24. Nasser S, Christie PE, Pfister R, et al. Effect of endobronchial aspirin challenge on inflammatory cells in bronchial biopsy samples from aspirin-sensitive asthmatic subjects. Thorax 1996; 51:64.
  25. Fischer AR, Rosenberg MA, Lilly CM, et al. Direct evidence for a role of the mast cell in the nasal response to aspirin in aspirin-sensitive asthma. J Allergy Clin Immunol 1994; 94:1046.
  26. Adamjee J, Suh YJ, Park HS, et al. Expression of 5-lipoxygenase and cyclooxygenase pathway enzymes in nasal polyps of patients with aspirin-intolerant asthma. J Pathol 2006; 209:392.
  27. Sanak M, Simon HU, Szczeklik A. Leukotriene C4 synthase promoter polymorphism and risk of aspirin-induced asthma. Lancet 1997; 350:1599.
  28. Sanak M, Pierzchalska M, Bazan-Socha S, Szczeklik A. Enhanced expression of the leukotriene C(4) synthase due to overactive transcription of an allelic variant associated with aspirin-intolerant asthma. Am J Respir Cell Mol Biol 2000; 23:290.
  29. Sousa AR, Parikh A, Scadding G, et al. Leukotriene-receptor expression on nasal mucosal inflammatory cells in aspirin-sensitive rhinosinusitis. N Engl J Med 2002; 347:1493.
  30. Sanak M, Levy BD, Clish CB, et al. Aspirin-tolerant asthmatics generate more lipoxins than aspirin-intolerant asthmatics. Eur Respir J 2000; 16:44.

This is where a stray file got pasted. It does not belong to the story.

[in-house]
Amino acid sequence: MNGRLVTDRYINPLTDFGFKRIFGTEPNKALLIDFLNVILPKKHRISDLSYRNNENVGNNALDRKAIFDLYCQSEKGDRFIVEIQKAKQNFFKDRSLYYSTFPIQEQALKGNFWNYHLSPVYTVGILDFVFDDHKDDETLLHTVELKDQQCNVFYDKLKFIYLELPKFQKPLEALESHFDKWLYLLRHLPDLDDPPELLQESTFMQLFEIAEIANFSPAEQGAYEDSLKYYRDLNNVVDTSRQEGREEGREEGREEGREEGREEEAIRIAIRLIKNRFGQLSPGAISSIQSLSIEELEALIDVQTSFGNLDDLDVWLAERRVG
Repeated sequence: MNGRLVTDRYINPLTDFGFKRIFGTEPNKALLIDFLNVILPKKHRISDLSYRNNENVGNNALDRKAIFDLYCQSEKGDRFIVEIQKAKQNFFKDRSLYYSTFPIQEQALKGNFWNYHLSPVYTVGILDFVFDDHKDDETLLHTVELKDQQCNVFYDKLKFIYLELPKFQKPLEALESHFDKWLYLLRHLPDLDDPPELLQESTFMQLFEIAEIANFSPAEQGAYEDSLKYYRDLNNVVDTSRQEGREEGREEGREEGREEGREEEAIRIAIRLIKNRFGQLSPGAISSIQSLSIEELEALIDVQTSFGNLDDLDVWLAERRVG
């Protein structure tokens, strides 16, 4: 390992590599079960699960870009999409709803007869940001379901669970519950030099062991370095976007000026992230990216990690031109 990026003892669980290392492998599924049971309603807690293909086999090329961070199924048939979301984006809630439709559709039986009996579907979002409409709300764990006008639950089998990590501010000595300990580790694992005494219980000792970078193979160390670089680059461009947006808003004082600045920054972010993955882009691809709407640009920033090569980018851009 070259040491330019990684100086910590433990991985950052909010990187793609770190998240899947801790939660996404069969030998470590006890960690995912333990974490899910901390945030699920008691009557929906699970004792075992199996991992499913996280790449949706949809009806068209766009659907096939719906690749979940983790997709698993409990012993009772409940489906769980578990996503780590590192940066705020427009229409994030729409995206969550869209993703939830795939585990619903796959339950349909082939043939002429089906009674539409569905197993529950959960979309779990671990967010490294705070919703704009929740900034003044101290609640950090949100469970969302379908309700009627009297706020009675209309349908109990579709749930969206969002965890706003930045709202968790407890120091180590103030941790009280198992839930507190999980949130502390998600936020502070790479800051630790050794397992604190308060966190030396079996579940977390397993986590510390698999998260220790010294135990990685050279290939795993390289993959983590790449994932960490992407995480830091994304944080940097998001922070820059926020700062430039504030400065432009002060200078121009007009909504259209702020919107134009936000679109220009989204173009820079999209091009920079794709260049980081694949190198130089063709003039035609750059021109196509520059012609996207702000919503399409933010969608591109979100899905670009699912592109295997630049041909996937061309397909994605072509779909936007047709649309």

31. Gaber F, Daham K, Higashi A, et al. Increased levels of cysteinyl-leukotrienes in saliva, induced sputum, urine and blood from patients with aspirin-intolerant asthma. Thorax 2008; 63:1076.
  32. Laidlaw TM, Kidder MS, Bhattacharyya N, et al. Cysteinyl leukotriene overproduction in aspirin-exacerbated respiratory disease is driven by platelet-adherent leukocytes. Blood 2012; 119:3790.
  33. Israel E, Fischer AR, Rosenberg MA, et al. The pivotal role of 5-lipoxygenase products in the reaction of aspirin-sensitive asthmatics to aspirin. Am Rev Respir Dis 1993; 148:1447.
  34. Christie PE, Smith CM, Lee TH. The potent and selective sulfidopeptide leukotriene antagonist, SK&F 104353, inhibits aspirin-induced asthma. Am Rev Respir Dis 1991; 144:957.
  35. Nasser SM, Bell GS, Foster S, et al. Effect of the 5-lipoxygenase inhibitor ZD2138 on aspirin-induced asthma. Thorax 1994; 49:749.
  36. Picado C, Fernandez-Morata JC, Juan M, et al. Cyclooxygenase-2 mRNA is downexpressed in nasal polyps from aspirin-sensitive asthmatics. Am J Respir Crit Care Med 1999; 160:291.
  37. Kowalski ML, Pawliczak R, Wozniak J, et al. Differential metabolism of arachidonic acid in nasal polyp epithelial cells cultured from aspirin-sensitive and aspirin-tolerant patients. Am J Respir Crit Care Med 2000; 161:391.